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The New Zealand Railways Magazine, Volume 15, Issue 1 (April 1, 1940)

New Zealand Verse

page 29

New Zealand Verse

The Changing World.

I looked out on a calm, still world,
There were moonbeams in the sky.
They played upon the silent hills
As the moon went riding by.
I looked out on a cold, cold world,
Jack Frost had left his mark,
And glistening icicles hung low
From tree-fern leaf and bark.
I looked out on a white, white world,
There were snowflakes in the air.
As light as fairy thistledown
They floated here and there.
I looked out on a bright, bright world,
There were sunbeams all around.
They chased the little snowflakes off
And danced upon the ground.
I looked out on a wet, wet world,
The rain was pouring down,
The impish raindrops laughed at me
And chased away my frown.
And as I watched this changing world,
Each change its beauty bringing,
I felt that Angels up in Heaven,
Their song of praise were singing.


Black bank against the sky and pungent smell of burning;
The heat and hush of danger drawing near!
And from the undergrowth, wild panic-stricken creatures
Flee blindly, maddened by instinctive fear,
Before the onrush of that blistering inferno
That flies from tree to tree on lightning wings,
Leaving behind, a blackened trail of desolation
Where green quietude once harboured living things.
Proudly those virgin trees stood, arms upstretched to Heaven,
Their gowns in springtime with clematis starred.
Now—prone and pitiful, in shroud of drifting ashes—
Or standing gaunt, despoiled, their beauty marred.
Silenced the brown-owl's hoot from dim and shadowed branches;
The busy hum round wild-bees’ honeyed store.
And sweet, wild, ringing notes of tufted tuis—
By vandal's hands are stilled for evermore.

Where Beauty Passes.

This way went beauty. See, among the grass,
How bright the daisies where her feet have pressed.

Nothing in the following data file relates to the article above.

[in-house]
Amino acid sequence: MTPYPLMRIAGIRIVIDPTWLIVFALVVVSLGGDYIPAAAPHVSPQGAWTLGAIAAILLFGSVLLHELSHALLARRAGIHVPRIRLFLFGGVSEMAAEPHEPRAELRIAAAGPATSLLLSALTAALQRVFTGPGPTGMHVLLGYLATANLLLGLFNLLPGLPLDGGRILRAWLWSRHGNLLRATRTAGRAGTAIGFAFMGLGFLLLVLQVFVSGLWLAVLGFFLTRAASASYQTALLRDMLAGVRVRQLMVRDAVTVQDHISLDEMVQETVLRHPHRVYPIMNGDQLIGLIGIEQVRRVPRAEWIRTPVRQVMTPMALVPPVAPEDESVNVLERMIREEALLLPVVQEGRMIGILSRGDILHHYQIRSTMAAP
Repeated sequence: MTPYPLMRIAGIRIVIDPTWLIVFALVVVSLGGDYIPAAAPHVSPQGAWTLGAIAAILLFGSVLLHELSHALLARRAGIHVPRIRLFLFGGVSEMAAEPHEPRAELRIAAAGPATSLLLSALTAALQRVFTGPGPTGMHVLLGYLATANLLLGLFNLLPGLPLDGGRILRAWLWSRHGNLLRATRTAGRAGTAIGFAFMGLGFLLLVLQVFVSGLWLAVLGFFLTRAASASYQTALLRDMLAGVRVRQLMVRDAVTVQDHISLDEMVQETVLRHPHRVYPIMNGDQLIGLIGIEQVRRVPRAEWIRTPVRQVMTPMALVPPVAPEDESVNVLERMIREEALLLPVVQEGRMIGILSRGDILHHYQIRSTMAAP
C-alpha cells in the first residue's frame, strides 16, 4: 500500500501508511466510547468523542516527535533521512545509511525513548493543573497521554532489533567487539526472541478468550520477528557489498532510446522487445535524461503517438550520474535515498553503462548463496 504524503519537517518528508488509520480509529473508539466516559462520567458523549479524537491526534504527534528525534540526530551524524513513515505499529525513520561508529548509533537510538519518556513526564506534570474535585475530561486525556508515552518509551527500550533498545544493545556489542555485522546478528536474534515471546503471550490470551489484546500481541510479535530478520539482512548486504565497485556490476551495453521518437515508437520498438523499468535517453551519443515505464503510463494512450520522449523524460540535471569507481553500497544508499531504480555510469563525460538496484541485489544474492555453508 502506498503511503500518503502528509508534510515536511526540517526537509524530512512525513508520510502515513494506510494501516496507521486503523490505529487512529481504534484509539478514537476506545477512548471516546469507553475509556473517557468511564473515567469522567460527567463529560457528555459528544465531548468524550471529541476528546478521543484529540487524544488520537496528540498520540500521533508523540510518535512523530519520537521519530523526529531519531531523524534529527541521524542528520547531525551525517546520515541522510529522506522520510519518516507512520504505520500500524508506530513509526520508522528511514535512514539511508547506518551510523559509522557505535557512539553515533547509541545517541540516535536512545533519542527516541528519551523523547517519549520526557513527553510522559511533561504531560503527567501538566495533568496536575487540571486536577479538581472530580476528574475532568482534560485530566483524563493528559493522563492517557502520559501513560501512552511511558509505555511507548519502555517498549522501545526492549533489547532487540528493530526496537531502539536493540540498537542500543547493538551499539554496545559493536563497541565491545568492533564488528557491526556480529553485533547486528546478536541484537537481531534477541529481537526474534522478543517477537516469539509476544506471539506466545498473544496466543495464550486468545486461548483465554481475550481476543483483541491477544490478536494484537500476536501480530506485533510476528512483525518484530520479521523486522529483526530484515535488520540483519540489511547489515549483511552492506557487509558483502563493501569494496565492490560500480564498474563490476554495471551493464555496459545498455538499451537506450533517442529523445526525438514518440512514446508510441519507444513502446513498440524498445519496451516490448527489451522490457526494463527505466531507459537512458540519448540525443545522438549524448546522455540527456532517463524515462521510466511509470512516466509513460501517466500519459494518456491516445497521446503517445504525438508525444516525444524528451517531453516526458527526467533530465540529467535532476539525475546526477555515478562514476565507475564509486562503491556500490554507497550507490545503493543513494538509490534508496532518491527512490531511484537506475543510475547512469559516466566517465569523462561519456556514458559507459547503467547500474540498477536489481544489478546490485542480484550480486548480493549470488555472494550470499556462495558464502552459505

The willows bowed their heads to see her pass
And spread their leafy arms to shade her rest.
I know she paused beside this slender stream
Cradled in fern and blue forget-me-not,
For here the dragon-flies are all adream
And hang bemused, their darting flight forgot.
So long she lingered through the forest ways
Each flashing leaf proclaims her presence still;
And then, be sure, she stayed a while to praise
The manuka's white mantle on the hill.
Here moss and fern spread carpets for her feet,
And here, in stately ranks, the nikaus stand
To line the way, with crowns up-raised to greet
The ageless queen of this primeval land.
But hush, tread softly! See, beside the lake
Where clematis lets down her starry hair,
Beauty lies dreaming. Let no sound awake
Or fright her, for she sleeps so sweetly there.

Claire De Lune.

(From the French of Paul Verlaine).

The pale moon shining through the trees
Illumines every bough,
There, 'neath the leafy canopies
Your voice makes music now
O best-beloved.
Mirrored within the pool's dark glass
A willow's grace doth show
Etched in black lines, where shadows pass
The wind is keening low,
It is the hour of dreams.
The tenderness and glory of the moon
Have made a rapt still loveliness descend
From the blue firmament where soon
Her sweet way she will wend:
It is the hour of love, my heart.


Around the hills of Wellington
Pohutukawas glow
Just as they flaunted flowers of flame
A hundred years ago.
And down beside the dusty wharves
The busy winches roar
Where brown-skinned men beached warcanoes
Upon a lonely shore.
Where once the wild bird only held
Dominion upon high
An aeroplane with flashing wings
Sweeps silver through the sky.
The little streets wind up the hills
Where forest lands abode,
And English oaks and dusky pines
Give shade upon the road.
And in the city down below
The storied buildings grand
Rise arrogantly where of old
The whares used to stand.
But still with crimson flowers ablaze,
And drenched with wind-blown spray
Pohutukawas proudly stand
Beside the winding way.